Status Report

Cassini Significant Events for 06/12/03 – 06/18/03

By SpaceRef Editor
June 20, 2003
Filed under , ,
Cassini Significant Events for 06/12/03 – 06/18/03

The most recent spacecraft telemetry was acquired from the Canberra
tracking station on Wednesday, June 18. The Cassini spacecraft is in an
excellent state of health and is operating normally. Information on the
present position and speed of the Cassini spacecraft may be found on
the "Present Position" web page located at .

Final activities for the C37 background sequence included execution of
the Radio Science Subsystem (RSS) Ka-band exciter and Ka-band traveling
wave tube amplifier power-off, and a Magnetometer (MAG) and
Magnetospheric Imaging Instrument (MIMI) plasma environment observation.
Cruise sequence C38 began execution on Saturday, June 14th. Initial
activities included a MAG calibration, Radio and Plasma Wave Science
(RPWS), Ultraviolet Imaging Spectrograph, and MIMI instrument expanded
block (IEB) loads, an RPWS high rate observation, RPWS high frequency
receiver calibration, execution of an RPWS Saturn orbit insertion test
cyclic that will run until June 24th, a Ka-Band power on, an attitude
control constraint monitor update, and execution of a MIMI cyclic. Both
the RPWS and MIMI cyclics are first time events.

The RSS Solar Conjunction Experiment #2 began on Sunday June 17th. It
will run for thirty days until July 15th with daily Goldstone DSN
support and additional coverage from the Canberra and Madrid stations.
As of Tuesday, June 17, the Ka-band Translator (KaT) has been operating
the in a region where it cannot lock on the uplink. The radio science
team is using previously developed contingency commands to cycle the KaT
power in order to restore it to the appropriate operating region.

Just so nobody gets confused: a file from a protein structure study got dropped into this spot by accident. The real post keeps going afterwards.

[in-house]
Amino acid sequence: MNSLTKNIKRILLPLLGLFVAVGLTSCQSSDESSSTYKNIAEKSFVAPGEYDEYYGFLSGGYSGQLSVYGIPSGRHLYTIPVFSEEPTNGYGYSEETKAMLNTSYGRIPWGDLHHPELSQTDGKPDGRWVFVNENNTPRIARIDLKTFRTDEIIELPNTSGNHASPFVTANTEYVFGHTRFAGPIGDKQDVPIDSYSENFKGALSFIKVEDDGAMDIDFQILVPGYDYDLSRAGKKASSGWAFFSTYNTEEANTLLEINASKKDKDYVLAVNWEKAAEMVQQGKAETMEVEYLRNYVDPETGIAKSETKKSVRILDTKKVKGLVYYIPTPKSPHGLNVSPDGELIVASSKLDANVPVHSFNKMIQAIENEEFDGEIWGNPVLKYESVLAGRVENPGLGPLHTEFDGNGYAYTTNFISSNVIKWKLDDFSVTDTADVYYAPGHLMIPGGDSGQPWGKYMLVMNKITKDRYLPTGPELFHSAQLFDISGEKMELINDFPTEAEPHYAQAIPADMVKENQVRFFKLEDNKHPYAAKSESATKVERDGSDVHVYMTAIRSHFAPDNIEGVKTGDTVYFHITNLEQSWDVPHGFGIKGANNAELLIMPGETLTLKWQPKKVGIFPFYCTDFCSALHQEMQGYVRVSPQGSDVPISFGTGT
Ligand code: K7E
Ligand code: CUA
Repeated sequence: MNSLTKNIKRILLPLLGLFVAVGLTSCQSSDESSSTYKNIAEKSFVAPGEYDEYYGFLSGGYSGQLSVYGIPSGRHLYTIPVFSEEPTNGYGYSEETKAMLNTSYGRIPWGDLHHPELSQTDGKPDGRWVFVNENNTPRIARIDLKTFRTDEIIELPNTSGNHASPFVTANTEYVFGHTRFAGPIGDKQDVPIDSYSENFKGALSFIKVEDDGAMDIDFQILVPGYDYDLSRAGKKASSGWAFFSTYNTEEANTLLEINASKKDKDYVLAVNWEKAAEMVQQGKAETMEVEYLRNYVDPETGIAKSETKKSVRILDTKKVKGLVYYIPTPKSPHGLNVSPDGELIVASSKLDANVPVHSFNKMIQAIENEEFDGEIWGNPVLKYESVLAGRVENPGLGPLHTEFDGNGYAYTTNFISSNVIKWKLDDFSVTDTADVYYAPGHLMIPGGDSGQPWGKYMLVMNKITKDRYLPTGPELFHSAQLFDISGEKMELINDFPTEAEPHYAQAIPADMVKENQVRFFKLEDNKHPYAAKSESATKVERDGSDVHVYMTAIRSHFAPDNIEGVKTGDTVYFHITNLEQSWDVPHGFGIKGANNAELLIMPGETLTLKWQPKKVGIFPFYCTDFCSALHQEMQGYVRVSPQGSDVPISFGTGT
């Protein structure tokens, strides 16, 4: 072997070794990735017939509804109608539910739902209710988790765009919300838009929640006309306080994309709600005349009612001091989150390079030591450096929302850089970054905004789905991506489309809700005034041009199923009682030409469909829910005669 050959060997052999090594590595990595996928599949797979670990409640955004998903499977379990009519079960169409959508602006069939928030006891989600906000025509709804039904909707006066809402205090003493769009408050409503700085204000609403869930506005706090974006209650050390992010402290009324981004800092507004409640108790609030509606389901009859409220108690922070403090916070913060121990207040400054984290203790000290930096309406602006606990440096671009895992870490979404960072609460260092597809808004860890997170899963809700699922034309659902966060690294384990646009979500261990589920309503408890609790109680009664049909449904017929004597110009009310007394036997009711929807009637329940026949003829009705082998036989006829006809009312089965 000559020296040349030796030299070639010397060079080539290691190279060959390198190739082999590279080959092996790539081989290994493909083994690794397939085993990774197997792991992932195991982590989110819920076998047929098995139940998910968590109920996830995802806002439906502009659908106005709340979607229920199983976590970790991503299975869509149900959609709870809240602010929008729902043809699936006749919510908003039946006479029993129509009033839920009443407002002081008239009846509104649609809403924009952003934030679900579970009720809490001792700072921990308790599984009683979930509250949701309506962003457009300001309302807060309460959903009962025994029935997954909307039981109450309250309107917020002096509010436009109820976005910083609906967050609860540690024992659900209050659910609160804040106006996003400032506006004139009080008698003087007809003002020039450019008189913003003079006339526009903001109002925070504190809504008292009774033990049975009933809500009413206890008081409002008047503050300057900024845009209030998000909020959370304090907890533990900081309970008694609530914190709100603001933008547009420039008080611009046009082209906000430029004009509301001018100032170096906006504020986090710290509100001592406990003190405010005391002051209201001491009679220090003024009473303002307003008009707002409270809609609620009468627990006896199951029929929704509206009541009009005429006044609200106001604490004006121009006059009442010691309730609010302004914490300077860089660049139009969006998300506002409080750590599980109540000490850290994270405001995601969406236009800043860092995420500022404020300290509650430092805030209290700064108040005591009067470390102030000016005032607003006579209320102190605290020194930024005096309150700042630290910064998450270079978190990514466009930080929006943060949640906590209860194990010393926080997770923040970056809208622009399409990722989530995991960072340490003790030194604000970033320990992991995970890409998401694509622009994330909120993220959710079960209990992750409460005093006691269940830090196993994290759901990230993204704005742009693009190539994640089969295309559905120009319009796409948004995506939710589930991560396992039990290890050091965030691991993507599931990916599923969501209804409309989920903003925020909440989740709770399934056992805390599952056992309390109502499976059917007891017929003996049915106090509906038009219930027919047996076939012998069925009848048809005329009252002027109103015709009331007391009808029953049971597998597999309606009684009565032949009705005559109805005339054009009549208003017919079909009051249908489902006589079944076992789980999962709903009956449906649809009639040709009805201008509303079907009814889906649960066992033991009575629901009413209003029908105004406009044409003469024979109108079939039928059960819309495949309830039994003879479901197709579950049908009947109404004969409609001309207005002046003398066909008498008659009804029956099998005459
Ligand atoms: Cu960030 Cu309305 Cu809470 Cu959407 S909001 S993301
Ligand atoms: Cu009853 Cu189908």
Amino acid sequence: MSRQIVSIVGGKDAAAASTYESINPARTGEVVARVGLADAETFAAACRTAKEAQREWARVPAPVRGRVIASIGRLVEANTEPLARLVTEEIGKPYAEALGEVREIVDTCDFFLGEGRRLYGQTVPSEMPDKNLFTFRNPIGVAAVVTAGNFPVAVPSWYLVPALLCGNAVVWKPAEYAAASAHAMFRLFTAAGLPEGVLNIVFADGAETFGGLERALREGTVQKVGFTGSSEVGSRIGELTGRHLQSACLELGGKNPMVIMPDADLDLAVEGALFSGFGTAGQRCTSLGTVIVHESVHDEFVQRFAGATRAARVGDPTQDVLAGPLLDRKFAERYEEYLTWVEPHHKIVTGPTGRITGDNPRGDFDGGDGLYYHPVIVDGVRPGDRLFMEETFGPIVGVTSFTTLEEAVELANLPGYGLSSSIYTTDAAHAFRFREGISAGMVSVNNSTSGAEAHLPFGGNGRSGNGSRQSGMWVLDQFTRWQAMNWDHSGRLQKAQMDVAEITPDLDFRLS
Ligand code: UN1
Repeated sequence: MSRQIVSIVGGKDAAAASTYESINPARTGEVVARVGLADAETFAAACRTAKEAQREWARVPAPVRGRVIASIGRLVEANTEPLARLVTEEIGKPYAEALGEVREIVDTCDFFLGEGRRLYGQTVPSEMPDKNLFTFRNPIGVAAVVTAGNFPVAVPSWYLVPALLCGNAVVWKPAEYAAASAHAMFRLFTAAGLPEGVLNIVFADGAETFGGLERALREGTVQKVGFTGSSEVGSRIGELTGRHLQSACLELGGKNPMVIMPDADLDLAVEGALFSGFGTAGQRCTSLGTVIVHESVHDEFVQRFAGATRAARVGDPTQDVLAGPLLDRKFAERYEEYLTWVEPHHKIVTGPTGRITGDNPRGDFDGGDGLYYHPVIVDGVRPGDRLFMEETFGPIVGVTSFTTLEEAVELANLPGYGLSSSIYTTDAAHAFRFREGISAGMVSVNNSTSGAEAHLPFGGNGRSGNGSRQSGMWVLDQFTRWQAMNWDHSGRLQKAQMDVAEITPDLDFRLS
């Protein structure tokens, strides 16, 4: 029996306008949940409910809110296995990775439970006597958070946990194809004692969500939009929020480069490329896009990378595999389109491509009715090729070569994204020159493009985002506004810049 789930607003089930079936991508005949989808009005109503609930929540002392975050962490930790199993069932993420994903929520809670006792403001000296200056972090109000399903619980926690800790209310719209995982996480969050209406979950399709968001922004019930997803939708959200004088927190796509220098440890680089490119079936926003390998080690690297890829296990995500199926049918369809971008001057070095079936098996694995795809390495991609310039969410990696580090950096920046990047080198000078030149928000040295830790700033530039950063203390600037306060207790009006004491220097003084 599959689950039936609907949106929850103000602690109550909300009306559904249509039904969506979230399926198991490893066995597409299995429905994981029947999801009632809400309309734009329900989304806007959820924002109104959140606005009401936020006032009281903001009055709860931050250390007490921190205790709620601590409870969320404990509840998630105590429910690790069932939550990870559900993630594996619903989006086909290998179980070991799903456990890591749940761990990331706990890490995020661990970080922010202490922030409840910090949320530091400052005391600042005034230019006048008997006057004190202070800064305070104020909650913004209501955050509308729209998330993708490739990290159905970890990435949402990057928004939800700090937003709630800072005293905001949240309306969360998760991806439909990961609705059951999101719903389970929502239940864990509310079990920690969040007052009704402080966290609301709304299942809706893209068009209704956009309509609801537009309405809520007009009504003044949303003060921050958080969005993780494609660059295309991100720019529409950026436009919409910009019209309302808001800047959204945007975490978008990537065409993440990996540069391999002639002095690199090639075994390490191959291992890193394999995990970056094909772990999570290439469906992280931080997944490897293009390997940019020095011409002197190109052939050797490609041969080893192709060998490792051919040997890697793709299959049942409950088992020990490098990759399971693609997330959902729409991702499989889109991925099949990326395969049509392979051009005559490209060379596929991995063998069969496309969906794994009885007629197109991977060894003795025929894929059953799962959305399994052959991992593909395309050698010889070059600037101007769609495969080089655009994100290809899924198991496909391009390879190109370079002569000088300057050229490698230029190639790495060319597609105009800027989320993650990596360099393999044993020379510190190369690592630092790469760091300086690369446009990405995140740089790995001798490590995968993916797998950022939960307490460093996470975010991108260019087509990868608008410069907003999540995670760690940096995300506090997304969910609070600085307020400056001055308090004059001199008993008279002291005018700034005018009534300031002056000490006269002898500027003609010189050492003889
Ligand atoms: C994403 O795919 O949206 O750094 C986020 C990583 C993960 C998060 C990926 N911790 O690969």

Coherent X-band and Ka1 data have been successfully acquired

Cruise sequence C39 science planning activities completed on June 13th
with a hand off package delivered to Uplink Operations (ULO). C39
sequence development is underway with a kick-off meeting and the release
of subsequences for the teams to populate.

Events this week for the S14 Science and Sequence Update Process (SSUP)
Verification and Validation (V&V) activity included delivery from the
instrument teams of IEB load Spacecraft Activity Sequence Files for the
SSR, receipt and response to a new DSN allocation file, preparation for
the Science Allocation Panel meeting to be held next week, release of
the merged sequence product for initial review, and the third V&V status

The Integrated Test Laboratory (ITL) completed two significant tests.
One was the first complete run of the Saturn Orbit Insertion critical
sequence demonstration. The demo will execute on the spacecraft starting
on July 21, 2003. The second test completed was the Reaction Wheel
Assembly-4 (RWA-4) checkout, with all commands and associated procedures
verified. RWA-4 checkout is currently scheduled for July 7-11, 2003.

All teams and offices participated in this week’s Cassini monthly
management review.

A Delivery Coordination Meeting was held for the Cassini Information
Management System (CIMS).

The Mission Planning forum discussed the scope of activities to be
performed in C40. C40 will contain the third Gravitational Wave
Experiment and all remaining calibration and checkout activities before
approach science.

ULO presented the CIMS 3.0 baseline, and possible future work, at the
Cassini Design Team meeting. The design team accepted the baseline and
proposed future work.

System Engineering will lead an effort to simplify and unify the
directory structures on development, operations, and Science Operations
and Planning Computer environments where software is installed.

An Associated Press article appearing on the web it reported that the
winds of Saturn appear to be slowing dramatically just as NASA’s Cassini
spacecraft approaches the ringed gas planet. The Cassini spacecraft is
due to arrive July 2004 for a 4 year orbital mission, and may provide
more direct measurements to help explain the mystery of the diminishing
winds. For more information go to:

Cassini is a cooperative project of NASA, the European Space Agency and
the Italian Space Agency. The Jet Propulsion Laboratory, a division of
the California Institute of Technology in Pasadena, Calif., manages the
Cassini mission for NASA’s Office of Space Science, Washington, D.C.

SpaceRef staff editor.